(Ivanhoe Newswire)- New research from Washington University School of Medicine indicates that a screening for prostate cancer may be one thing you can scratch off your to-do list.
A major U.S. study of more than 76,000 men indicates that although more tumors are found with screenings, these tumors are slow-growing and unlikely to lead to death. The study's lead investigator, Gerald Andriole M.D., is quoted as saying, "We need to modify our current practices and stop screening elderly men and those with a limited life expectancy. Instead, we need to take a more targeted approach and selectively screen men who are young and healthy and particularly those at high risk for prostate cancer, including African-Americans and those with a family history of the disease."
Although it is unnecessary for most men to get a yearly prostate screening, it is a good idea for men to get a baseline prostate-specific antigen (PSA) test in their early 40s. Elevated PSA levels would be a helpful indicator to a doctor to keep a more careful watch on the patient's prostate health. Men in their 40s with low PSA levels are considered to be unlikely candidates for prostate cancer.
In the past, widespread testing has lead many men to be over-treated with surgery or radiation therapy and to suffer the side effects of such treatments, including urinary dysfunction, bowel dysfunction, and erectile dysfunction.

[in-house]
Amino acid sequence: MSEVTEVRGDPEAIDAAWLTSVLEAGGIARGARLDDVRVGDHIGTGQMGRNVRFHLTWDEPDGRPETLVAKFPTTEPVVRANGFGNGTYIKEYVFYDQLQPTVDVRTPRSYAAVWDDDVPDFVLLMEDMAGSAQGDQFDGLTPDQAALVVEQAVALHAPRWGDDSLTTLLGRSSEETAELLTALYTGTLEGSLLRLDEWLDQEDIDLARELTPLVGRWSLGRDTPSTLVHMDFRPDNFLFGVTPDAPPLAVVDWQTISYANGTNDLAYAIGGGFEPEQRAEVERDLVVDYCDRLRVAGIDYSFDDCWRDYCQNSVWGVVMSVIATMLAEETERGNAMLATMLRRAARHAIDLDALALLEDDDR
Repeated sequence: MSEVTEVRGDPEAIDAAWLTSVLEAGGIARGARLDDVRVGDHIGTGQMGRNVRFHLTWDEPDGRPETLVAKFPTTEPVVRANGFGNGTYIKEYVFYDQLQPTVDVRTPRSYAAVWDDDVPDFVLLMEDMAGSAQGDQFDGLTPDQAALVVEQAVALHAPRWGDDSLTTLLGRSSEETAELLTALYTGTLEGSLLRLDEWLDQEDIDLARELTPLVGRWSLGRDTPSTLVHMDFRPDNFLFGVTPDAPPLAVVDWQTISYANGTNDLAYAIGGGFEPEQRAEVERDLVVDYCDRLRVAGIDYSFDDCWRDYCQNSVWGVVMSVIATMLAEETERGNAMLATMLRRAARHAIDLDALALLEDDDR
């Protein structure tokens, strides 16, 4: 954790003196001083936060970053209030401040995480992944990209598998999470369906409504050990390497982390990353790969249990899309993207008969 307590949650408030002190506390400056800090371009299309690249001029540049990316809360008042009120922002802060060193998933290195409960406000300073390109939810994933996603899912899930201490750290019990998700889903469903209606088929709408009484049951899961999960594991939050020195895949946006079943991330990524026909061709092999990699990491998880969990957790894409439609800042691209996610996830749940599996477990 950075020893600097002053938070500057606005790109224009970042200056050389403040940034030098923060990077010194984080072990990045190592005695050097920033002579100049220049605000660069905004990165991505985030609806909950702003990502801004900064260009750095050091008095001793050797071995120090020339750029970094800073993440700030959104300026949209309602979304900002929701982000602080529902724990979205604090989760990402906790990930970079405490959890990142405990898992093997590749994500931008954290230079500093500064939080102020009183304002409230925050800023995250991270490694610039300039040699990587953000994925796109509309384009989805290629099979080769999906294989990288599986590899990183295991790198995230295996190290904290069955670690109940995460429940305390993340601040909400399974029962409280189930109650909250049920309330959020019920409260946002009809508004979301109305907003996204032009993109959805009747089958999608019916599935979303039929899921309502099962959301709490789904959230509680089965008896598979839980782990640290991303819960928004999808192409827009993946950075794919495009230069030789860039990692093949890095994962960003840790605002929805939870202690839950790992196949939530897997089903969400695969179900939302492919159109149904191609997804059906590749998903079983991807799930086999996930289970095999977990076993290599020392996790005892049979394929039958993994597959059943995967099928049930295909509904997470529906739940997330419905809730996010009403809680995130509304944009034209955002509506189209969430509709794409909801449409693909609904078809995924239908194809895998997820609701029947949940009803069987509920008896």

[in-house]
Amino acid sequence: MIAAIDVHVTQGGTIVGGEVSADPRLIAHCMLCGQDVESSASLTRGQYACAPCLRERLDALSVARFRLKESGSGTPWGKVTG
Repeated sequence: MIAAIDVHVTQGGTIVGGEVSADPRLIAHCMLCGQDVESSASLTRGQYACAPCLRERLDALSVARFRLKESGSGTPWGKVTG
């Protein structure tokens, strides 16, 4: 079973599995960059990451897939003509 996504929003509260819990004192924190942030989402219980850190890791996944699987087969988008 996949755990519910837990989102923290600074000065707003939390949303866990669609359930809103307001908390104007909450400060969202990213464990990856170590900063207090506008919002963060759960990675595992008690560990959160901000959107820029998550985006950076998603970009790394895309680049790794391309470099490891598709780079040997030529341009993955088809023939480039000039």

Men with both prostate cancer and another disease, such as heart disease, lung disease or diabetes are much more likely to die from the other disease than they are to die from a slow growing prostate tumor.
"We have to take a more nuanced approach to determine which men should be screened with PSA in the first place, how frequently they should be tested, the PSA level at which they should be biopsied and whether their cancer warrants aggressive therapy." quotes Andriole.
This study published in the Journal of the National Cancer Institute comes just months after the U.S. Preventive Services Task Force recommends ending routine PSA testing for healthy men age 50 and older because of concerns that the test often leads to invasive biopsies and aggressive treatments and does not save lives.
SOURCE: Journal of the National Cancer Institute, January 2012